CosmopolitanCovid Diaries

Covid-19: Russian vaccine ‘Sputnik V’ released for public use

Vishnu Vasisht

Russia has released the first batch of Sputnik V, the world's first coronavirus vaccine for its citizens. The Russian Ministry of Health stated that this Russian vaccine has passed all quality checks and has now been released for citizens. The clinical trial of the third phase of the Russian vaccine is going to start this week.

Earlier on Sunday, the Mayor of Moscow, Sergei Sobyanin, had hoped that most people in the capital would be given the Coronavirus vaccine within the next few months. The clinical trial of the last phase of Russia's Coronavirus vaccine Sputnik V will start in India from this month. Kirill Dimitrij, CEO of the Russian Direct Investment Fund, the funding agency for the vaccine, said clinical trials for the vaccine would begin in India, including India, in the UAE, Saudi Arabia, the Philippines and Brazil this month.

He also said that the primary results of the clinical trial of the third phase of the vaccine will be released in October-November. This coronavirus vaccine was launched by Russian President Vladimir Putin on 11 August. The vaccine has been developed by the Gamaleya Research Institute of Moscow in collaboration with the Russian Ministry of Defense.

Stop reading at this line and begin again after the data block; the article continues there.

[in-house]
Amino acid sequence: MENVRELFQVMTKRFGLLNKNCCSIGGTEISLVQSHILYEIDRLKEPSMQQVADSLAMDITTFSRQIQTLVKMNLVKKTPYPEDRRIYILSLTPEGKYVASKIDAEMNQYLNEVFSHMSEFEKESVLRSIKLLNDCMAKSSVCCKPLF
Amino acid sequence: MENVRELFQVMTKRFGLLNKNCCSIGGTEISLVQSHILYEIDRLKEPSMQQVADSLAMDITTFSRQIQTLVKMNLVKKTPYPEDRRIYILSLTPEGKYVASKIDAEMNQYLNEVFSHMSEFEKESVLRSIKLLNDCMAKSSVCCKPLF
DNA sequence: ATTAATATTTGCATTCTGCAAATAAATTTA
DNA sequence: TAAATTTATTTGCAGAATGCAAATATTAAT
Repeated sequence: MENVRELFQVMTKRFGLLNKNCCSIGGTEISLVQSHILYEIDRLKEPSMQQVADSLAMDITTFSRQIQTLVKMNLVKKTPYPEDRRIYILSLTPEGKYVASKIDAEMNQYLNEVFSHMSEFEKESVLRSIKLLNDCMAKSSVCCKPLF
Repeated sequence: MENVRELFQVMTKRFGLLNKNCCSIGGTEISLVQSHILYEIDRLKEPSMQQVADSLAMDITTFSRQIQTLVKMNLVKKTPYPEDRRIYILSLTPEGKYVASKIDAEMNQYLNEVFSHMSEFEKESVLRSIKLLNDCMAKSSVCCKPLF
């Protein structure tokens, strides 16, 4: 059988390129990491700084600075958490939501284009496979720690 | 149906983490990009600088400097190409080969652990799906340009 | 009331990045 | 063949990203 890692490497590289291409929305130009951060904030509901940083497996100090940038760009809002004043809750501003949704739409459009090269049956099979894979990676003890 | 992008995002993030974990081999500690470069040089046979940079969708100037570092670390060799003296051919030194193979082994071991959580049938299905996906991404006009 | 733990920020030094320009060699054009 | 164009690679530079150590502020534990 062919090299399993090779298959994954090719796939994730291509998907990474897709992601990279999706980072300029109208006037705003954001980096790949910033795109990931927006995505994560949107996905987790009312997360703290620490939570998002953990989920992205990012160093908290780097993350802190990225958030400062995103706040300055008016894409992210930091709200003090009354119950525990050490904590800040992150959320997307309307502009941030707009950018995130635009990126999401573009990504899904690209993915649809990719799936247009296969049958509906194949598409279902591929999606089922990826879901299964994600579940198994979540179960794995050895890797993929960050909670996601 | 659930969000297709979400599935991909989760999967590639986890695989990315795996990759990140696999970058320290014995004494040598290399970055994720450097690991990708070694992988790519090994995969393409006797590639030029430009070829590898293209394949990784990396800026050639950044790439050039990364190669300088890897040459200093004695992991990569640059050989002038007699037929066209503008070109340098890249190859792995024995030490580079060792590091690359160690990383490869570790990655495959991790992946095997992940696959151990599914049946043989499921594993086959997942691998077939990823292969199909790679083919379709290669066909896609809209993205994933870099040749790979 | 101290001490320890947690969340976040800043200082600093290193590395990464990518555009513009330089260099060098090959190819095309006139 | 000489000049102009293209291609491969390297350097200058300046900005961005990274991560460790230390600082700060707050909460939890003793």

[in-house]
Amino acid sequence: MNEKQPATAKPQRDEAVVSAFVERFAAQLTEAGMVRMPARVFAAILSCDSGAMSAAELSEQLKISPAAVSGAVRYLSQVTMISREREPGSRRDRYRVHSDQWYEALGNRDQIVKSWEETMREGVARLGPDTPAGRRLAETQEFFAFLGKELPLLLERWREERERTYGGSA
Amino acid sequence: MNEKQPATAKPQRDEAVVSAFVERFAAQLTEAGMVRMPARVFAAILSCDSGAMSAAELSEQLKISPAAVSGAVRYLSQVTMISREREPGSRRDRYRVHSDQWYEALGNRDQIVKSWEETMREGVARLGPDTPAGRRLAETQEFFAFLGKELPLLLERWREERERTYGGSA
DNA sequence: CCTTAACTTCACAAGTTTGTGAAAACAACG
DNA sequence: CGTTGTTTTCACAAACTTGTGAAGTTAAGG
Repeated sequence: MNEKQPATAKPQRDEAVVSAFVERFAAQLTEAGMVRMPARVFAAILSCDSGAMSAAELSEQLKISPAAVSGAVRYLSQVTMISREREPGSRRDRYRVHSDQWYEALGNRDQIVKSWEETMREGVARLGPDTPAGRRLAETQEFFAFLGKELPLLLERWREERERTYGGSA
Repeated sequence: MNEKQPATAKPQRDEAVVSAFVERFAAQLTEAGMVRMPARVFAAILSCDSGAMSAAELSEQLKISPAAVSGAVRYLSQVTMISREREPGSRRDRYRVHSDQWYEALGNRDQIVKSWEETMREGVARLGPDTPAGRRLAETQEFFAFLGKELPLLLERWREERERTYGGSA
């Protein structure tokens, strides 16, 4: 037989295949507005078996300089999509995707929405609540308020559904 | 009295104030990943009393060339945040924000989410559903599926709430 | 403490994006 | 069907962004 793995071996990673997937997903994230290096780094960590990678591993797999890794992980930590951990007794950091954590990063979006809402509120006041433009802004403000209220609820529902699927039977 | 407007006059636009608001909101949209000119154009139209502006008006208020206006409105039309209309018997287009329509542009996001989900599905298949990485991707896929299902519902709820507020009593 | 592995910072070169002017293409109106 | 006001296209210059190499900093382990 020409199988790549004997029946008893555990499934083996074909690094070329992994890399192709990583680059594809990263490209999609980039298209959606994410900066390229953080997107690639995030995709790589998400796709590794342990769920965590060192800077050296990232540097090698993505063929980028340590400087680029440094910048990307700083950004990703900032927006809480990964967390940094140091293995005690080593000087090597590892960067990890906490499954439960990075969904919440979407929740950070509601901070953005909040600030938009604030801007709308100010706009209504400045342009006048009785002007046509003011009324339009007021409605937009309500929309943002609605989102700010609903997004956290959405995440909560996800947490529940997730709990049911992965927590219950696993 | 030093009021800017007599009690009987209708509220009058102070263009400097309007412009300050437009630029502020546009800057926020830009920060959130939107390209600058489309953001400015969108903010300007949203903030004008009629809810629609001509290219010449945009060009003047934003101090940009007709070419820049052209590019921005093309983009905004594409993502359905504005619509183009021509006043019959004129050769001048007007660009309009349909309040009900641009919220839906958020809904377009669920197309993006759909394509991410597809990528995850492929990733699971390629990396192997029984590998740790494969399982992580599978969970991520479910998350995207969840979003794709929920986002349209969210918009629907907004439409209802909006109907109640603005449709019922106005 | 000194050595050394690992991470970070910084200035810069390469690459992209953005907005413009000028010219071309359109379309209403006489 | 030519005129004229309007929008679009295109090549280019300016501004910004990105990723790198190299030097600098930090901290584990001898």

Russia reported that mass production of the vaccine was expected to begin in September 2020. In future plans, it is targeted to make 200 million doses of this vaccine by the end of 2020. 30 million of this vaccine will be for Russians only.

How does the Russian Coronavirus vaccine work?

Russia's vaccine is based on the common cold-causing adenovirus. This vaccine has been created in an artificial way. It mimics the structural protein found in the coronavirus SARS-CoV-2, which produces exactly the same immune response in the body as a result of a coronavirus infection. That is, in one way, the human body responds in the same way that it reacts when a coronavirus infection occurs, but it does not have the fatal consequences of Covid-19. Clinical trials began on 18 June at the University of Moscow's Seshenov. In a study done on 38 people, the vaccine has been found safe. Immunity against viruses has also been found in all volunteers.

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